In a mega-deal that could create a grocery behemoth, Kroger announced Friday plans to acquire rival Albertsons.
The $24.6 billion deal, if approved by regulators, would unite two of the country’s largest grocers to create a supermarket giant with nearly 5,000 stores and annual revenue of about $200 billion.
“We are bringing together two purpose-driven organizations to deliver superior value to customers, associates, communities and shareholders,” Kroger Chairman and Chief Executive Officer Rodney McMullen, who will continue his role for the combined company, said in a statement.
Kroger and Albertsons want to combine to be more competitive against giants like Walmart and Amazon. But the merger will first face scrutiny from the Federal Trade Commission and lawmakers are calling for regulators to block the deal.
Here’s what the merger could mean for shoppers.
Details of the merger:Kroger to acquire Albertsons in $24.6B deal
‘Absolute disaster’:Bernie Sanders blasts Kroger’s $24.6B Albertsons deal
Would the deal lower food prices?
The companies said Kroger plans to reinvest approximately $500 million in cost savings from the deal to reduce prices for costumers. They will also invest $1.3 billion in Albertsons to “enhance the customer experience.”
Lawmakers and experts, however, worry that the merger will lead to higher costs for shoppers, who are already grappling with soaring food prices.
“They have a lot of statements about how there is going to be an enhanced consumer experience,” said Christine Bartholomew, a University at Buffalo law professor and antitrust scholar. “But the materials are a little quiet about how they’re actually going to reduce costs for consumers.”
A 2008 study found that in four of the five mergers evaluated, prices increased between 3% and 7%. The authors noted, however, that the study isn’t representative of the impact of all transactions.
Any increase in food prices could have a huge impact on consumers. The cost of food in the U.S. increased 11% last month compared to the same period last year, according to the Bureau of Labor Statistics.
“Even though every merging company says, ‘This merger is going to reduce price costs,’ it just doesn’t manifest in actual pocketbook saving for consumers,” Bartholomew said.
Kroger CEO answers:Why is Kroger buying Albertsons, and how will it affect shoppers?
McMullen told The Cincinnati Enquirer, part of the USA TODAY Network, that he expects the impact for consumers “to be very limited.”
“The thing that it will allow us to do is obviously bigger-scale,” McMullen said. “We’ll be able to continue to invest in our associates on pay and invest in the customers on pricing.”
Will Kroger and Albertsons close stores?
Together, the companies currently employ more than 710,000 people and operate a total of 4,996 stores across 48 states and Washington D.C.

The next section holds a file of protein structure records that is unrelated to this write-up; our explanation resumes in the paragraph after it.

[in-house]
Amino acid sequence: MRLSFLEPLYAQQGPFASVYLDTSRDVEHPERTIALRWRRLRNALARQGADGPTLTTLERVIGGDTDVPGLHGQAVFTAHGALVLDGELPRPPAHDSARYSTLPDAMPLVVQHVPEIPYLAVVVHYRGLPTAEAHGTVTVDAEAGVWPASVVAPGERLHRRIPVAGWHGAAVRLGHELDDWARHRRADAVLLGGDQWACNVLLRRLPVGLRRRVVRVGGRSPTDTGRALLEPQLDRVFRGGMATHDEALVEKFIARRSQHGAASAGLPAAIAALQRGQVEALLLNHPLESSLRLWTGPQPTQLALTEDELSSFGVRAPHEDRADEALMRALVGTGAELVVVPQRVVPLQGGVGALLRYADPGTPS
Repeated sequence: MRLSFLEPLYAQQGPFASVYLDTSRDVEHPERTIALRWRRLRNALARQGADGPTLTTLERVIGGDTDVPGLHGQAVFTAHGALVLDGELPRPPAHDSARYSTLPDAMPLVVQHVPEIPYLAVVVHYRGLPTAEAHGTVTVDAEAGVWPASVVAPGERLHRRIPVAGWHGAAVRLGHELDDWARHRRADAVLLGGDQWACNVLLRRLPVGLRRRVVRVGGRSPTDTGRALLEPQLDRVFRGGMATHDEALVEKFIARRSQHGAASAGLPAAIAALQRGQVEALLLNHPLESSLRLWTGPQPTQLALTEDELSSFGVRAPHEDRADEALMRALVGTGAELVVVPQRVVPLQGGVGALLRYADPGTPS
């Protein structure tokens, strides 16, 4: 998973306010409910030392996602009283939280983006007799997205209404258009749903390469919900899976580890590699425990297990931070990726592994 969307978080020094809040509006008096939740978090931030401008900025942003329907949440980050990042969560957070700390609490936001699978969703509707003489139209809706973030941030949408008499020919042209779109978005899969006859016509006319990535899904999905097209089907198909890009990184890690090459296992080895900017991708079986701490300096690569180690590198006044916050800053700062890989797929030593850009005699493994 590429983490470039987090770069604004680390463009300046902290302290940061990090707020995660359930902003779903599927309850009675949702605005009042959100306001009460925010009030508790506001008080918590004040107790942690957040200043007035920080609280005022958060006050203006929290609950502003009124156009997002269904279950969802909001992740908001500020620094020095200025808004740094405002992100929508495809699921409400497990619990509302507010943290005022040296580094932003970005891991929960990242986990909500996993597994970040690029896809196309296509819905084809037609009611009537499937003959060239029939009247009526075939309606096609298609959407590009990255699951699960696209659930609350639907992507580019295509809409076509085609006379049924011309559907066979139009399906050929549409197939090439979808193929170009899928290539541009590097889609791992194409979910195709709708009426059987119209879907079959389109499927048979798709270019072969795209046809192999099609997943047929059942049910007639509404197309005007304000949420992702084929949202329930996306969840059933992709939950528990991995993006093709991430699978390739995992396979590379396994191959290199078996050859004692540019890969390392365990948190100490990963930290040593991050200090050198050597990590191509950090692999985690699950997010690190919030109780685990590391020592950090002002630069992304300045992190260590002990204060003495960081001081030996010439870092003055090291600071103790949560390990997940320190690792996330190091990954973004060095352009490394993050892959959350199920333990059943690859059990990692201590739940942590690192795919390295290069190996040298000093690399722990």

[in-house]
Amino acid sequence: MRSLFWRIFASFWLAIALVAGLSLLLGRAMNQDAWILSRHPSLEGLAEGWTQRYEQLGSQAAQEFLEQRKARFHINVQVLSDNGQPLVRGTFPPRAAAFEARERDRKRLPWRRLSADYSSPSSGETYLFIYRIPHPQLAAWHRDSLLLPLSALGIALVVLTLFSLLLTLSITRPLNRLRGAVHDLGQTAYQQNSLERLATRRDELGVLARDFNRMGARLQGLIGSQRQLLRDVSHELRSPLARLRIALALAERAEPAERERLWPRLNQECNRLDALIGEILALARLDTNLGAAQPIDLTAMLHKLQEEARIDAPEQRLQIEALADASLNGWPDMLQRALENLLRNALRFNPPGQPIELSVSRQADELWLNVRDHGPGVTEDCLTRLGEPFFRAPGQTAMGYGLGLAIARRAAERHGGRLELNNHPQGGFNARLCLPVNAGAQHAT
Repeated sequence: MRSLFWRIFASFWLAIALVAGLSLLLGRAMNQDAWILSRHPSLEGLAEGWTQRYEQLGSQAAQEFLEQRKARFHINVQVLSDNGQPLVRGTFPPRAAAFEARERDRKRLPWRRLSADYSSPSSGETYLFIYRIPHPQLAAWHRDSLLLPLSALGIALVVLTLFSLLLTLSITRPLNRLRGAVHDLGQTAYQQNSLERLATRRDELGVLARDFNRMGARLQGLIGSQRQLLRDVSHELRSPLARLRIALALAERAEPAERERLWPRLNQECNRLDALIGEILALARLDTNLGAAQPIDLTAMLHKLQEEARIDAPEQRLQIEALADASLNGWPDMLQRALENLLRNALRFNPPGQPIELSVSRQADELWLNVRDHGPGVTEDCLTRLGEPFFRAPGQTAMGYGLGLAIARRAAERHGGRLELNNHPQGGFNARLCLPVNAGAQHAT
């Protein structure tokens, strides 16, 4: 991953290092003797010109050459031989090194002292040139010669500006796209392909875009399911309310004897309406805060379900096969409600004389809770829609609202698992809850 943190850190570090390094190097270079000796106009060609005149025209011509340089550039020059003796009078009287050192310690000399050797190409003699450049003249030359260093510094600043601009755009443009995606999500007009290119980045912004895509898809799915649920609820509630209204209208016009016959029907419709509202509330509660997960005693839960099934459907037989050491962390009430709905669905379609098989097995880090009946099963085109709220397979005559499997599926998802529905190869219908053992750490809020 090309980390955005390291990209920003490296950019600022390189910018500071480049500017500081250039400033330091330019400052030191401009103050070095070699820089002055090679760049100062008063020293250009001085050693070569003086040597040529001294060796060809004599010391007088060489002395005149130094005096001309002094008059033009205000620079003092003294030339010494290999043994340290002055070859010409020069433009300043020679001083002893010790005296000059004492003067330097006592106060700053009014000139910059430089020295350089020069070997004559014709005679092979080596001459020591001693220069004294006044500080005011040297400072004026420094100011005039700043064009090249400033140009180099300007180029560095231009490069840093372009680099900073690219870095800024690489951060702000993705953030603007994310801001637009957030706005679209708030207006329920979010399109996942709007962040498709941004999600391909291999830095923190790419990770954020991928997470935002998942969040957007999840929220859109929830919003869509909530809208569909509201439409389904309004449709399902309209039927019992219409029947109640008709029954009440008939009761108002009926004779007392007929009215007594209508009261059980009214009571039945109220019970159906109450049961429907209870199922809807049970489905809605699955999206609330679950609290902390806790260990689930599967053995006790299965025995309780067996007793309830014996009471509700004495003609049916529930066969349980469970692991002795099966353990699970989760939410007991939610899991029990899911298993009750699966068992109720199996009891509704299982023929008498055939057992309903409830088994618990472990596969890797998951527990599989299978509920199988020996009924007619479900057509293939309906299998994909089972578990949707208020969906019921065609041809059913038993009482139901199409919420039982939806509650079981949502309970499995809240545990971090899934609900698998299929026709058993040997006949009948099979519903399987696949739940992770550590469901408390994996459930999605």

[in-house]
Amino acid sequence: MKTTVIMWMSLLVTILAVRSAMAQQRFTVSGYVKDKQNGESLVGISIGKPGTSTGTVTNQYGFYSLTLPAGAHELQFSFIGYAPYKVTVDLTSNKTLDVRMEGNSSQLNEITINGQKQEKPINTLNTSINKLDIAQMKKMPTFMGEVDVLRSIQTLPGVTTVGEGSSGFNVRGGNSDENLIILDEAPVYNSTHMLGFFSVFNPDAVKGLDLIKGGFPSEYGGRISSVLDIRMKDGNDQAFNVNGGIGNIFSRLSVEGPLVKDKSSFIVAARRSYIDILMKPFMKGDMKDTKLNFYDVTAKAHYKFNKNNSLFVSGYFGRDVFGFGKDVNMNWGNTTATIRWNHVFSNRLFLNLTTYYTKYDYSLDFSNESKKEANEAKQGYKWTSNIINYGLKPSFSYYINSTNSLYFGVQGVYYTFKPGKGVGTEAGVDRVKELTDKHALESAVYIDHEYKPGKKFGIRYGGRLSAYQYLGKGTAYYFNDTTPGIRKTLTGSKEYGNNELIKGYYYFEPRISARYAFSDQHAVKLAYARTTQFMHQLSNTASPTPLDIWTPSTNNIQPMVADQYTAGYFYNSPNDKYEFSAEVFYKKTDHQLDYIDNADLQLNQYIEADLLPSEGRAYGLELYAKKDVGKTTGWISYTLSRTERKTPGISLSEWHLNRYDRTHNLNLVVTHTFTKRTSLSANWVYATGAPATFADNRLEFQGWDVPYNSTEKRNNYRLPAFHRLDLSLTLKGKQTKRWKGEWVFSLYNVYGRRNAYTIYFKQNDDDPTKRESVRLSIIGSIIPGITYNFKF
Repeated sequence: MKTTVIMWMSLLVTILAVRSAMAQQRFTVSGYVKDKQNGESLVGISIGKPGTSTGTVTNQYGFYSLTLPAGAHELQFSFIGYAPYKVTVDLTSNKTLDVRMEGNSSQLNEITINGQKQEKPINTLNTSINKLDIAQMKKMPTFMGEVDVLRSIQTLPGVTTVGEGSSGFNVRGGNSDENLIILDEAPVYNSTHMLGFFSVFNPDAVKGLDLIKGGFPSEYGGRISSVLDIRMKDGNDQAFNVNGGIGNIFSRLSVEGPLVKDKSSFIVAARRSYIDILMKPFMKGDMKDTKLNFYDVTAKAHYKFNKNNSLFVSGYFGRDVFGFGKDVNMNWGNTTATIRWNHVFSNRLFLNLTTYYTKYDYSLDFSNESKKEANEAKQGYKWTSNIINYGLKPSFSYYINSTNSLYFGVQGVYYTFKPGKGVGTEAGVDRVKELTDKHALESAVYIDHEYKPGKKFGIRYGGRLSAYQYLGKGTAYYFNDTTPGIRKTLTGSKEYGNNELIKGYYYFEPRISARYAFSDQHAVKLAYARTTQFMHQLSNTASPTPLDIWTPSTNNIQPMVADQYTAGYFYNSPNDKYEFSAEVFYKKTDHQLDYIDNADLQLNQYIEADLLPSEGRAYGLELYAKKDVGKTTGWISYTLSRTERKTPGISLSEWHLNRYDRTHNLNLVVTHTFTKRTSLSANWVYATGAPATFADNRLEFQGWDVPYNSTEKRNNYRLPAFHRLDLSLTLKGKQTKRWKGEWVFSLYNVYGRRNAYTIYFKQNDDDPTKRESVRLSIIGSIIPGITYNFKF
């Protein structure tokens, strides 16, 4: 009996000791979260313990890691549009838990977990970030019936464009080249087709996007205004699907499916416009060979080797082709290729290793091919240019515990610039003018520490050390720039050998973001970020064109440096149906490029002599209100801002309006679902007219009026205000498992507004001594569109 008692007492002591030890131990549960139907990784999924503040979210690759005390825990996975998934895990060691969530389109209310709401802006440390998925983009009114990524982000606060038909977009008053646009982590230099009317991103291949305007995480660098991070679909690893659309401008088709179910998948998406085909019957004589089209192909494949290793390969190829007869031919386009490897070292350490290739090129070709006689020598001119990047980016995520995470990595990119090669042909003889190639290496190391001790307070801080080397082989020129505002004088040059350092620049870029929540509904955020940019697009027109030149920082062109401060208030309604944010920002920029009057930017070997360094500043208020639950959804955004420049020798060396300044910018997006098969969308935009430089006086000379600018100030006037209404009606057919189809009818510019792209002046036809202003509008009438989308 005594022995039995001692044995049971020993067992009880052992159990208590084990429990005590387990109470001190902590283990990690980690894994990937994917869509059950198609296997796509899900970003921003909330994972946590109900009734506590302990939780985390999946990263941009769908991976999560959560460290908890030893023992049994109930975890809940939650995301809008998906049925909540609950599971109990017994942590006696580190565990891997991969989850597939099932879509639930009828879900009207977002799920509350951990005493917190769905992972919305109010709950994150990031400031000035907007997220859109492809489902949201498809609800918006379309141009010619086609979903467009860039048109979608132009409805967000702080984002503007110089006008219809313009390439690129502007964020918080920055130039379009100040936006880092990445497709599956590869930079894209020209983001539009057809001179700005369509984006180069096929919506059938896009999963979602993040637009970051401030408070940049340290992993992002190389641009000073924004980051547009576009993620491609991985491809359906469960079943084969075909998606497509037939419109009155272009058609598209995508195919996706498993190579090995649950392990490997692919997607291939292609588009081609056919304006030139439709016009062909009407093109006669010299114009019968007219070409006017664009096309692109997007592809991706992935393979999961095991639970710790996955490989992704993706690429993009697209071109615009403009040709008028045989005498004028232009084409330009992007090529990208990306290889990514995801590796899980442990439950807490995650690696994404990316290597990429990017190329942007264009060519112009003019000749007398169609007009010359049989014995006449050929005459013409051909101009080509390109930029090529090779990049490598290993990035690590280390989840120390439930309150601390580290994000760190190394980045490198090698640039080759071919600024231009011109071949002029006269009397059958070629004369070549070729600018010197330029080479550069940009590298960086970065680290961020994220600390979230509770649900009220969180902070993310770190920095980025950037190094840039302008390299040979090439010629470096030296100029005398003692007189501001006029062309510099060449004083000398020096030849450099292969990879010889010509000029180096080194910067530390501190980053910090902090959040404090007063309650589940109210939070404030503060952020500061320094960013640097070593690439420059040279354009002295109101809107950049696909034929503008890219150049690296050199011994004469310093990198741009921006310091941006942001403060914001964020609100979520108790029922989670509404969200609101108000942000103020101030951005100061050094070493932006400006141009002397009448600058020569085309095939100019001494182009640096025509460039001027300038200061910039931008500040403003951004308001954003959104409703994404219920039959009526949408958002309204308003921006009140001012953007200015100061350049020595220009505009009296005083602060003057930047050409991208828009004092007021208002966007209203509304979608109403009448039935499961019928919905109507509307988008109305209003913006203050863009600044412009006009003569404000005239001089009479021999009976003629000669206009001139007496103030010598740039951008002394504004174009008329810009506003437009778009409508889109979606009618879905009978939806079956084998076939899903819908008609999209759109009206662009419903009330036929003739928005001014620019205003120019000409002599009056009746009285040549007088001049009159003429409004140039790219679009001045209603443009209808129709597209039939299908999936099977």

To appease regulators, the new combined company is expected to divest 100 to 375 stores that will be spun out into a separate company that will be established as an Albertsons subsidiary.
Bartholomew said the combined company may close down some stores in areas where they overlap.
“Without knowing specifically the plans in terms of which closures they might need to take, I have concerns about this merger creating even more food deserts,” Bartholomew said.
What happens next?
The deal is expected to close in early 2024 after regulatory and anti-trust review.
Sens. Bernie Sanders (I-Vermont) and Elizabeth Warren (D-Massachusetts) have called on the FTC to reject the deal.
“Big grocery chains like Kroger and Albertsons are already gouging families with inflated prices,” Warren tweeted. “More mergers and less competition would mean even higher prices—and layoffs for employees.”
The Senate judiciary antitrust subcommittee announced Tuesday that it will hold a hearing to examine the proposed merger.
“We have serious concerns about the proposed transaction between Kroger and Albertsons,” Senators Amy Klobuchar (D- Minnesota) and Mike Lee (R- Utah) said in a joint statement. “The grocery industry is essential, and we must ensure that it remains competitive so that American families can afford to put food on the table.”
The food industry has consolidated in recent decades and more than half of American grocery sales are concentrated among the top five grocers—Walmart, Kroger, Amazon, Albertsons and Ahold Delhaize, according to estimates by the National Grocers Association.
“There is no reason to allow two of the biggest supermarket chains in the country to merge — especially with food prices already soaring,” Sarah Miller, Executive Director of the American Economic Liberties Project, said in a statement. “With 60% of grocery sales concentrated among just 5 national chains, a Kroger-Albertsons deal would squeeze consumers already struggling to afford food, crush workers fighting for fair wages, and destroy independent, community stores.